This biography of Zora Neale Hurston was written by her niece, Lucy Anne Hurston. Zora’s life is documented through an interactive collection of photographs, poetry, articles, cards, handwritten notes and a CD with never before published poems.  As appealing as the book becomes with these life-like additions, this is not picture book! Hurston tells a rich story of her aunt who lived and worked in the early twentieth century as an anthropologist, journalist, essayist, playwright and novelist.

“Research is formalized curiosity. It is poking and prying with a purpose.”



Color Online (written by Karen L. Simpson)

“Mama exhorted her children to ‘jump at de sun.’ We might not land on the sun, but at least we would get off the ground.”

Marching Womens History: Headwraps

Georgia Scott, Art Director, NY Times

In, 2000, Georgia Scott became fascinated with the fad in the US Black community of wearing headwraps. Her passions overtook her, she re-arranged her life and parted for a year-long voyage to discover why women in various parts of the globe cover their heads, who wears headwraps and what they have in common. She seemed to have found more variations than commonalities. Head coverings can be made of silk, muslin, gauze, wool or other fabrics that are tied, wrapped, folded or twisted.

In many countries, such as India, Jamaica, Kenya, Ethiopia and the United Arab Emirates, they are worn mainly for religious reasons. The way a headscarf is worn in the United Arab Emirates, for example, not only indicates a woman’s country of origin, but also hints at her interpretation of the Qu’ran and its edicts on feminine modesty. In other regions, headwraps reinforce social differences, distinguishing the wealthy from the poor, men from women and clans from other clans. Or they mark major events. In some ethnic communities in rural China, for example, a headwrap indicates a woman’s coming-of-age: the embroidery work on the turban of a young Yao woman in the mountains of Thailand indicates that she is able to make clothes for the family and is therefore ready for marriage. In some countries headwraps are an integral part of daily life. In Morocco, Mali and Niger, for example, harsh climate conditions make headwraps a daily necessity, while in other countries, such as Indonesia and Malaysia, traditional headwarps are reserved for special occasions, such as weddings and official state functions.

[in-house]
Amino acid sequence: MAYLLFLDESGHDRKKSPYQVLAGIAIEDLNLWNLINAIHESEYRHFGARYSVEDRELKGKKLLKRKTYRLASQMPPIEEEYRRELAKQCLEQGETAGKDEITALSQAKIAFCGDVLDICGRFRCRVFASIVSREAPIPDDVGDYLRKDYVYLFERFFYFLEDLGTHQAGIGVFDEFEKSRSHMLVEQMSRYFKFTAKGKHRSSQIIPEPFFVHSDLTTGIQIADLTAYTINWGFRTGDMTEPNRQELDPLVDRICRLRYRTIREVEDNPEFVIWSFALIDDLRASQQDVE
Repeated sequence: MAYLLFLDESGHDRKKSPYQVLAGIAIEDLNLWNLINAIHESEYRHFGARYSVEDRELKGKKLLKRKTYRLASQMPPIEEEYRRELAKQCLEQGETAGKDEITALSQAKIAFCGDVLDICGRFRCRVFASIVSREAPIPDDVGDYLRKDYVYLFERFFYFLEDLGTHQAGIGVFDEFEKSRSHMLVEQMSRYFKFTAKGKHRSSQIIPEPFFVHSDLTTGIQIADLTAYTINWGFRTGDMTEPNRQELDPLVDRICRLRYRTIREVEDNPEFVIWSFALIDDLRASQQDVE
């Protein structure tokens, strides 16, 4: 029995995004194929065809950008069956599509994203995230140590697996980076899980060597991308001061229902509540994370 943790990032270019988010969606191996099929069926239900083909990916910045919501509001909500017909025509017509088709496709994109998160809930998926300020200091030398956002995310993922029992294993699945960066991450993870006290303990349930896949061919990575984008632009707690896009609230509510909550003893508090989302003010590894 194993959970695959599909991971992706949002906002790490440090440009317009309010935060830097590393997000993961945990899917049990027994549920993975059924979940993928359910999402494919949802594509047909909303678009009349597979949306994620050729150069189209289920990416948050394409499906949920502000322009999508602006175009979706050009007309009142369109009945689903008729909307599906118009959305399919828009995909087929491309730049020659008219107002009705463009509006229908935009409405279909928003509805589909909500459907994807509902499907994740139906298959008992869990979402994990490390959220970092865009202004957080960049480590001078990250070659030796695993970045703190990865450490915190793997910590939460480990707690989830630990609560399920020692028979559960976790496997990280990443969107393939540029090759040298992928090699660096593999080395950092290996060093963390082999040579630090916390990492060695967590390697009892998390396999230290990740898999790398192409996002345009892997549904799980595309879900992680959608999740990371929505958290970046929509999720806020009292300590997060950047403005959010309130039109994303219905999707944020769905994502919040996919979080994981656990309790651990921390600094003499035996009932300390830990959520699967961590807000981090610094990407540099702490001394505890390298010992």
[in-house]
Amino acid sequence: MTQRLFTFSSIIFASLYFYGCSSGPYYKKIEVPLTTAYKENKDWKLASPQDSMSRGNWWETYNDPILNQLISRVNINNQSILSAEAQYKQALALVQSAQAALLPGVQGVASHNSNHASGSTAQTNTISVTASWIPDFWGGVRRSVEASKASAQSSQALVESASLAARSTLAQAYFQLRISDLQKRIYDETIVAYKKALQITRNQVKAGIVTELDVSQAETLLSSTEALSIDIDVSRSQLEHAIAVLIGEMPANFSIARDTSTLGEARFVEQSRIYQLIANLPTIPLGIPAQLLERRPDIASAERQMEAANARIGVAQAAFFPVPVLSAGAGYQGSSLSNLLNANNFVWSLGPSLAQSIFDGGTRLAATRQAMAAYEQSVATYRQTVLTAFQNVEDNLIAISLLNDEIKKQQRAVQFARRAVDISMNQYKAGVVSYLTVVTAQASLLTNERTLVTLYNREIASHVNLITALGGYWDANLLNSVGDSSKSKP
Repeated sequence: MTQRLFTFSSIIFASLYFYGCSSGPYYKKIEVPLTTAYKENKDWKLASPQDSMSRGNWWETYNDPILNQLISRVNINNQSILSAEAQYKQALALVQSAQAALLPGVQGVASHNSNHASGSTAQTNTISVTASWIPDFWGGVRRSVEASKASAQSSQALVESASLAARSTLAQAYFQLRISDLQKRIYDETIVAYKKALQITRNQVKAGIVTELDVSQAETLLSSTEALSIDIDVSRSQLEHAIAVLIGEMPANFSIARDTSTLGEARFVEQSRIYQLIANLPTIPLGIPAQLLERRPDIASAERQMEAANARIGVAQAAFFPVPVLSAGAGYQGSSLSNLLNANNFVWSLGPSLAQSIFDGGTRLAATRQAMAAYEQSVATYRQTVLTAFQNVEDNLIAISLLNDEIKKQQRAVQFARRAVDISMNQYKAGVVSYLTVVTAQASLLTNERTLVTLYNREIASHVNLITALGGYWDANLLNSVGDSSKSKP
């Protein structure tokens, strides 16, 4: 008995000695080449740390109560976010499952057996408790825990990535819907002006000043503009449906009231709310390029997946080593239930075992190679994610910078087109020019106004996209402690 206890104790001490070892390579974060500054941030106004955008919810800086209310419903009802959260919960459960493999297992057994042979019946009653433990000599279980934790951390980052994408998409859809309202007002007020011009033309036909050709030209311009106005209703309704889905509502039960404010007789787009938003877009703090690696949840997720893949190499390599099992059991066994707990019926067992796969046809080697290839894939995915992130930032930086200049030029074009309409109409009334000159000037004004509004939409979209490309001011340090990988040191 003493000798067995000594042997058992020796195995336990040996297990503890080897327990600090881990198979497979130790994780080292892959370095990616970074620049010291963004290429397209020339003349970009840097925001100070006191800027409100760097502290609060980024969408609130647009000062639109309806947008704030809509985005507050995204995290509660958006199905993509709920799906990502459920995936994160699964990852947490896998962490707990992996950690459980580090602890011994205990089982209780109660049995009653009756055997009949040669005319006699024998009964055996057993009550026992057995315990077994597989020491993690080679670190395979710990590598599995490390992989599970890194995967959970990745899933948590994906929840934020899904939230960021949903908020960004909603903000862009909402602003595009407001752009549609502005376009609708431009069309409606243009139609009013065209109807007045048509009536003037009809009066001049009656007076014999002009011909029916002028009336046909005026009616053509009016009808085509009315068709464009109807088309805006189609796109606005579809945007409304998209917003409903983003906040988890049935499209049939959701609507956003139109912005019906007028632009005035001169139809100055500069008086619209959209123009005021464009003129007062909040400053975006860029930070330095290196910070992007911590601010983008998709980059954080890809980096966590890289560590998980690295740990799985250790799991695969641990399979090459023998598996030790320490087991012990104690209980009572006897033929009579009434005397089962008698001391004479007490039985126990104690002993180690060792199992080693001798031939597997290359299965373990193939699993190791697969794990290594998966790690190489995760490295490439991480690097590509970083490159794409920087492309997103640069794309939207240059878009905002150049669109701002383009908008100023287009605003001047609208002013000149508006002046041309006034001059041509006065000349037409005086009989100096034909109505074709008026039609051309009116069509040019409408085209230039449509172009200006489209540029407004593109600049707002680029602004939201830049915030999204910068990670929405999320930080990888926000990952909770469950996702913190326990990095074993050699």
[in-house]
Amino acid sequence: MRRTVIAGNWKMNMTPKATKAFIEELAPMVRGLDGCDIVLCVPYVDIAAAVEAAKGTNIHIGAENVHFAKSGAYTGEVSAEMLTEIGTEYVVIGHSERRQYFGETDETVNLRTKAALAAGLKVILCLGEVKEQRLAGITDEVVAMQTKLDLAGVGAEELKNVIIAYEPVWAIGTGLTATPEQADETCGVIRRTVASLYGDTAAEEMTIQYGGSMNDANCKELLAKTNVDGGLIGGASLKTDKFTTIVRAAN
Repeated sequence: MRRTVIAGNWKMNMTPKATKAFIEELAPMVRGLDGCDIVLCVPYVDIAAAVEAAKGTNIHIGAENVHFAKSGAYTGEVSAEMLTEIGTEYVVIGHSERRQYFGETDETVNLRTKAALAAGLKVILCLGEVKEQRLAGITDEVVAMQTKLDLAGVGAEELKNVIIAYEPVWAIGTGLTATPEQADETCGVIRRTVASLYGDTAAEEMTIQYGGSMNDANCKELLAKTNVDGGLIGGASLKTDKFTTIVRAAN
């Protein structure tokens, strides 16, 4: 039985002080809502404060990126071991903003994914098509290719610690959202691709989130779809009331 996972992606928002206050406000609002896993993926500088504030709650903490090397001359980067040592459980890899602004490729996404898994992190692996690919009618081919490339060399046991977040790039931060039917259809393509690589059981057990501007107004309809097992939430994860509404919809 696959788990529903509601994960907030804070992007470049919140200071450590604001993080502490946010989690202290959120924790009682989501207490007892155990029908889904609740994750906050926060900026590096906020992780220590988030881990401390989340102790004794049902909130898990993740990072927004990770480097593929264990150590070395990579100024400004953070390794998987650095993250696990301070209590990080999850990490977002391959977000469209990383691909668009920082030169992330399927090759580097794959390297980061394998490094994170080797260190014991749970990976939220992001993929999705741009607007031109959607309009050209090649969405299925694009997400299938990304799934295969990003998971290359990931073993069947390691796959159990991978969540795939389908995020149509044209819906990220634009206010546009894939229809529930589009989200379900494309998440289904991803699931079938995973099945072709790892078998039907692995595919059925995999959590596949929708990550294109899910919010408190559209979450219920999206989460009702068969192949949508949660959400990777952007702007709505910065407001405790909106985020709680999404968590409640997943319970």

Headwraps are worn in atleast 44 countries in the worlds. In her travels, Scott traveled to 32. While she includes men’s head coverings in her writing, she admits what they wear pales by comparison to the women’s attire. The use of headwraps in these countries is changing through the effects of globalization. Scott has been able to document important cultural images and offer interesting insights to the nuances of what is worn on heads around the globe.

The bright, attractive photos will attract reluctant readers while students who are interested in history, geography, cultural and women’s issues will naturally gravitate to this book.